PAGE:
Sapporo Beer Factory: Obviously the namesake of Sapporo beer came from the city it originated from back in 1876.  With a unique chance to see the history of the beer and to do a beer tasting we jumped at the opportunity and it definitely did not disappoint.  A great place for omiyage (souvenirs), a restaurant that makes Genghis Khan-styled lamb, and a variety of beer to try, I was glad to experience a part of the Sapporo culture.

Shiroi Koibito Chocolate: Coming here was vaguely reminiscent of Willy Wonka and the Chocolate Factory when I was watching the factory workers make the cookies they let visitors taste. The best part was trying out the other sweets they make and going in a group is extremely beneficial because you get to try a little bit of everything.

Susukino: We actually stayed at a inn in this area, and it was definitely a contrast to AIU life and even what Susukino looks like during the day.  Restaurants, bars, and billboards lit up the night and there was a surprising amount of people on the streets past 10pm.  If you want to experience the nightlife in a place other than Tokyo then this is what Susukino is known for.Akita, Diana6

All in all Sapporo was amazing and it didn’t feel as rushed as my Tokyo trip, so it was the relaxing type of trip I needed so I could get to know my international friends a little bit more and practice my Japanese.  With less than a month left, I’m definitely feeling the pang of having to leave all of the friends I’ve made and go back to UW and finish up what’s left of my degree, but I certainly wouldn’t have given this up for a second. With that said, do what I did and try something different and study abroad at Akita International University and experience what I’ve experienced in Japan. Try the sushi, go to an onsen, and interact with the people.

Tokyo in 2 Days.

Wednesday, November 10th, 2010

Thankfully Tokyo is only a night bus away from Akita International University and with only 2 days I was wondering if I could get to all the places I wanted to go.  However, with a little bit of organizational help with the group of friends I went with, I was able to see most of the major tourist sites of the many districts in Tokyo. Some of the districts I went to included:

Akita, Diana1Shibuya
Famous for it’s scramble crossing, it’s definitely a site to see when all cars at the interesction stop and people are allowed to populate the interesction going whatever which way to get to their destionation.  One of the busiest Starbucks in the world also overlooks this scramble crossing, so you get a nice view during rush hour as people try to get home. Shibuya is also home of the Hachiko statue (cute story if you want to look it up) and Shibuya 109 a very large shopping mall popular for girls.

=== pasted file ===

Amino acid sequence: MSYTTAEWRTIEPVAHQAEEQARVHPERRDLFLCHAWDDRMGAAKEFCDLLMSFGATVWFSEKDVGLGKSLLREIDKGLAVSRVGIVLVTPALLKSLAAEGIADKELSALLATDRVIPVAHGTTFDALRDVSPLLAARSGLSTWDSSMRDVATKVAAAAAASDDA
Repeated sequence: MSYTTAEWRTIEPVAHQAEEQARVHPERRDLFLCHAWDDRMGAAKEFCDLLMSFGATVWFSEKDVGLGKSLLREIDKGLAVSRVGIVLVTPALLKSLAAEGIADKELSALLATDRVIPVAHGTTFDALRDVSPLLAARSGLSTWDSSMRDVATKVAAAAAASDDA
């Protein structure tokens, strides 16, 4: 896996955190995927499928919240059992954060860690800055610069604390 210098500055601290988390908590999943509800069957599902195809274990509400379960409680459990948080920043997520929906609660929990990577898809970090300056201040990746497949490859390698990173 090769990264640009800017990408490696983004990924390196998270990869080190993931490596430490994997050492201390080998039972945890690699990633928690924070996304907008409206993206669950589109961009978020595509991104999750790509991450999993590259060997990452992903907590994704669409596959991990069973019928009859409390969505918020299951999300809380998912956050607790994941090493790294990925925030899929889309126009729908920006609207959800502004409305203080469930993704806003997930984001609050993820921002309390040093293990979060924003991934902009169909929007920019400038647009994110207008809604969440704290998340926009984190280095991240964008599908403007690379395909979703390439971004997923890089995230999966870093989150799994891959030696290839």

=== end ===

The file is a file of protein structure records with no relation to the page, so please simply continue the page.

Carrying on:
Definitely a great place for tourists because of Nakamise-Dori, the long strip of vendors that sells all different types of souvenirs at reasonable prices.  At the end of all these street vendors is the Senso-ji, a Buddhist temple kept in a traditional Japanese style, which is one of Asakusa crowning icons.

It is definitely not what you imagined if your opinion is based off of what Gwen Stefani portrayed, but there are a handful of people who dress in that style, and many other distinct Japanese styles that roam around this district.  Harajuku is definitely one of the fashion centers of Japan and you can find plenty of stores ranging from the luxurious brands to the street vendors who sell clothing at ridiculously low prices, like the 700 en shop.

Known for having the very wealthy Roppongi Hills area I could sadly only visit Mori Tower.  However, I felt like it was the best leg of the trip because of the amazing view of Tokyo you can see from the 52nd floor, the Mori Art Museum, and the fun Doodle 4 Google contest they had going on when I went.  I spent 3 hours just roaming around and trying to find locations in Tokyo from the view, but nonetheless the time was well spent.

Akita, Diana3There are some other sites I went to, but you should definitely see for yourself.  Being at AIU makes the trip to Tokyo so much more exciting and different.  It’s only been a day, but I definitely can’t wait to go back to Tokyo again.

Akita Adventures: From harvesting rice to teaching English!

Wednesday, November 10th, 2010